Venezuela was elected Thursday to the U.N. Human Rights Council, despite criticism of the South American country's human rights record.
The HRC works to promote and protect human rights around the world, and the membership of the council is voted on by the U.N. General Assembly. Each region has a set number of seats elected in staggered three-year terms.
Venezuela won its seat with 105 votes.
Brazil took the other Latin American seat that was up for election with 153 votes.
Costa Rica announced its candidacy Oct. 3 to try to prevent Venezuela's nomination and garnered only 96 votes. The Latin American country said Venezuela was "not an adequate candidate" because of serious human rights violations.
"Today is a historic day for our country. International law has triumphed and the attempt to impose a colonial enclave in Venezuela has failed," announced U.N. Ambassador Samuel Moncada on Twitter. "The U.N. has shown that it belongs to all humanity and not a small group that wants to use it to impose its supremacy."
Human Rights Watch made a statement with 54 other groups on Oct. 10 opposing the South American nation's candidacy because of the government's history of extrajudicial killings and arrests of dissidents.
A U.N. human rights report, issued by the HRC in July 2018, criticized the government's policies "aimed at neutralizing, repressing and criminalizing political opponents and people critical of the government."
The report suggested that over 7,000 people had been killed in extrajudicial killings by the government.
Venezuelan President Nicolas Maduro slammed the U.N. report last year in a letter to U.N. High Commissioner for Human Rights Michelle Bachelet as being biased and inaccurate.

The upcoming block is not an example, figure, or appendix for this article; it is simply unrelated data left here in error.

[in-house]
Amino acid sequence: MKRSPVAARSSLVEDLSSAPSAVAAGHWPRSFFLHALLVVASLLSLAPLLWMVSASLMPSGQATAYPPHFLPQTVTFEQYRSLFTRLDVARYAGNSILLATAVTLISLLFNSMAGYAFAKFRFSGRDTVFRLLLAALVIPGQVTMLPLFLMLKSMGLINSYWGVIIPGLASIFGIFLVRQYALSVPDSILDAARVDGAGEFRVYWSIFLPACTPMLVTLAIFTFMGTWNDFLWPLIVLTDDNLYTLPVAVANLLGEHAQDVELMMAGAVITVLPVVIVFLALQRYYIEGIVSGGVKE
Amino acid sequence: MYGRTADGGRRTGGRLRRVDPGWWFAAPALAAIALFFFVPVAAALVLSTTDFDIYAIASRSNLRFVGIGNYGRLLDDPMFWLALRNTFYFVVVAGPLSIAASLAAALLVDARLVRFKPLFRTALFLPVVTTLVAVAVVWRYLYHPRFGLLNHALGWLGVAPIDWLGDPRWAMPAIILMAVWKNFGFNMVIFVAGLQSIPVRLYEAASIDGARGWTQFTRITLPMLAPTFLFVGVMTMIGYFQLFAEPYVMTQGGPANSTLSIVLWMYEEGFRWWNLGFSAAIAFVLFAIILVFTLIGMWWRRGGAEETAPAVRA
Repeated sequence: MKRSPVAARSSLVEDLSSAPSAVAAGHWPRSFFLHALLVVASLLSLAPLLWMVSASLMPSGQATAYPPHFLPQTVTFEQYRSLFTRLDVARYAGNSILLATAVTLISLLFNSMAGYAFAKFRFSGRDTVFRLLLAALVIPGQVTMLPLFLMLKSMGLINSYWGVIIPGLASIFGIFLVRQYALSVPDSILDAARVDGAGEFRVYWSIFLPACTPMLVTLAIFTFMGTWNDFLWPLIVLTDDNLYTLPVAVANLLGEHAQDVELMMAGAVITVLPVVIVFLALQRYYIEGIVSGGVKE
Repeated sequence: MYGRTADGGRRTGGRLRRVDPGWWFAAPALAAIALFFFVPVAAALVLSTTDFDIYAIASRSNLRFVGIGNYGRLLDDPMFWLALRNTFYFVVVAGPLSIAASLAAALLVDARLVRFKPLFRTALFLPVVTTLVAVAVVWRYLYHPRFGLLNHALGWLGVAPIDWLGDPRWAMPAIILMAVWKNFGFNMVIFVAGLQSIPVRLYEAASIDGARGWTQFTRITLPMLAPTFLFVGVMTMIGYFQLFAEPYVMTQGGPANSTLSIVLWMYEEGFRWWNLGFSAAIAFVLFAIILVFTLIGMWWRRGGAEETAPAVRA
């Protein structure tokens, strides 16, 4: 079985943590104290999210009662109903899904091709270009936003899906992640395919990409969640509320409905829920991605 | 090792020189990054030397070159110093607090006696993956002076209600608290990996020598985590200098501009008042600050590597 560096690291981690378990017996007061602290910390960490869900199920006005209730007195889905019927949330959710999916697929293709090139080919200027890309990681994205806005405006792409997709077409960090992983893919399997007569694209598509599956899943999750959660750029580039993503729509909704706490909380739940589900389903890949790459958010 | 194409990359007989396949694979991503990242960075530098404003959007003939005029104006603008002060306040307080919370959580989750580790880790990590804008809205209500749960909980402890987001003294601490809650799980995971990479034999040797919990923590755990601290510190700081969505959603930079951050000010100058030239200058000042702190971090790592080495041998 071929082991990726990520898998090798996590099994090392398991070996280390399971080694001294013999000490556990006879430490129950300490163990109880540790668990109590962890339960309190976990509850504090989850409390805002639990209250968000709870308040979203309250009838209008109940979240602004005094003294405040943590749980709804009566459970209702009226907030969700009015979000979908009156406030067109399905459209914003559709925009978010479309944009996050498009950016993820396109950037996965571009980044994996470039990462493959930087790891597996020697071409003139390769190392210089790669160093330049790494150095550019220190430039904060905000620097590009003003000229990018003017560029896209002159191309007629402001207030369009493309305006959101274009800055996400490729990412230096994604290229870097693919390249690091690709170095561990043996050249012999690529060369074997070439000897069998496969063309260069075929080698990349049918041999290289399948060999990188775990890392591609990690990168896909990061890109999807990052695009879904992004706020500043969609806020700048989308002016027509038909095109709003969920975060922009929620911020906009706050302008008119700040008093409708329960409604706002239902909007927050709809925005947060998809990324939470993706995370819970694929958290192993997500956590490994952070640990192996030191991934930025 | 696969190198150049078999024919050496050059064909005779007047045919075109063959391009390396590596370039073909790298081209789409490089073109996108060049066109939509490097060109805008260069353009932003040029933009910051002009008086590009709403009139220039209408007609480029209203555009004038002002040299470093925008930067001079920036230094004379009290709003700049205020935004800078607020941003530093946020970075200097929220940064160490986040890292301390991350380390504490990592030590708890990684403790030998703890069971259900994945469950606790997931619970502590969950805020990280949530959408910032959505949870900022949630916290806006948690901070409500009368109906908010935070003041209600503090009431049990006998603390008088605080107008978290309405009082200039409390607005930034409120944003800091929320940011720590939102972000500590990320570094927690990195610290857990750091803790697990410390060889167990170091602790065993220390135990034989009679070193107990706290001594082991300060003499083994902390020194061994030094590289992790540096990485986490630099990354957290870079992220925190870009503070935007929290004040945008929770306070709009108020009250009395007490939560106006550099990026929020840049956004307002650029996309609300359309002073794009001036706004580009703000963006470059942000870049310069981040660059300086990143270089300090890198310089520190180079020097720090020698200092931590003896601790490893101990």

Recognition of Guaido
More than 50 countries have declared the Maduro government illegitimate. Instead, the countries, including the United States, recognize National Assembly leader Juan Guaido as the country's legitimate acting president.
The United States left the HRC in 2018 for its criticism of Israel and the presence of countries with poor human rights records on the council.
"It is a massive source of embarrassment for the United Nations that some governments with egregious human rights records sit on the U.N. Human Rights Council," said President Donald Trump at the time.
Although the president did not name specific countries, U.S. allies Saudi Arabia and Qatar sat on the Human Rights Council at the time and have been criticized for their human rights records.
Venezuela and Brazil will join the other 12 new members elected to the 47-member body and will be in charge of helping bring attention to human rights abuses around the world.